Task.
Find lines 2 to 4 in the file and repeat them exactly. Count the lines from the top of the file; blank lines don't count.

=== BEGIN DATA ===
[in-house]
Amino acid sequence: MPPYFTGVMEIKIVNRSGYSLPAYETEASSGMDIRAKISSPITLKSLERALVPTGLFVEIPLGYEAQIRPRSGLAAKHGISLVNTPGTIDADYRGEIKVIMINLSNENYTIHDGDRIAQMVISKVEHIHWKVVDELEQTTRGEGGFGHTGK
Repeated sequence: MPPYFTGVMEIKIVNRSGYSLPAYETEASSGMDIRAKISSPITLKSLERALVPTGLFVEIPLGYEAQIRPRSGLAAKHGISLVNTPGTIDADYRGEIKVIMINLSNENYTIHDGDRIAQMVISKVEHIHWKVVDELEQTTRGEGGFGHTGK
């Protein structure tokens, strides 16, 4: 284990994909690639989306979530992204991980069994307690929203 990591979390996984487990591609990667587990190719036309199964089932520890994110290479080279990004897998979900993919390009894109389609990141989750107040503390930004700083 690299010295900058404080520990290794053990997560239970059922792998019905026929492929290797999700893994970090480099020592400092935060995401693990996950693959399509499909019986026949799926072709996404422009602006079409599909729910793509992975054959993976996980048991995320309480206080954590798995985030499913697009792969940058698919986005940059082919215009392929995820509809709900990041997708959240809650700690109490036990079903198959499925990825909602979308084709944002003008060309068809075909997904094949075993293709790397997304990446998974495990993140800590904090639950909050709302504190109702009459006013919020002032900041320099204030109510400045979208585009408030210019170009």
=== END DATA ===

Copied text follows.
Amino acid sequence: MPPYFTGVMEIKIVNRSGYSLPAYETEASSGMDIRAKISSPITLKSLERALVPTGLFVEIPLGYEAQIRPRSGLAAKHGISLVNTPGTIDADYRGEIKVIMINLSNENYTIHDGDRIAQMVISKVEHIHWKVVDELEQTTRGEGGFGHTGK
Repeated sequence: MPPYFTGVMEIKIVNRSGYSLPAYETEASSGMDIRAKISSPITLKSLERALVPTGLFVEIPLGYEAQIRPRSGLAAKHGISLVNTPGTIDADYRGEIKVIMINLSNENYTIHDGDRIAQMVISKVEHIHWKVVDELEQTTRGEGGFGHTGK
């Protein structure tokens, strides 16, 4: 284990994909690639989306979530992204991980069994307690929203 990591979390996984487990591609990667587990190719036309199964089932520890994110290479080279990004897998979900993919390009894109389609990141989750107040503390930004700083 690299010295900058404080520990290794053990997560239970059922792998019905026929492929290797999700893994970090480099020592400092935060995401693990996950693959399509499909019986026949799926072709996404422009602006079409599909729910793509992975054959993976996980048991995320309480206080954590798995985030499913697009792969940058698919986005940059082919215009392929995820509809709900990041997708959240809650700690109490036990079903198959499925990825909602979308084709944002003008060309068809075909997904094949075993293709790397997304990446998974495990993140800590904090639950909050709302504190109702009459006013919020002032900041320099204030109510400045979208585009408030210019170009």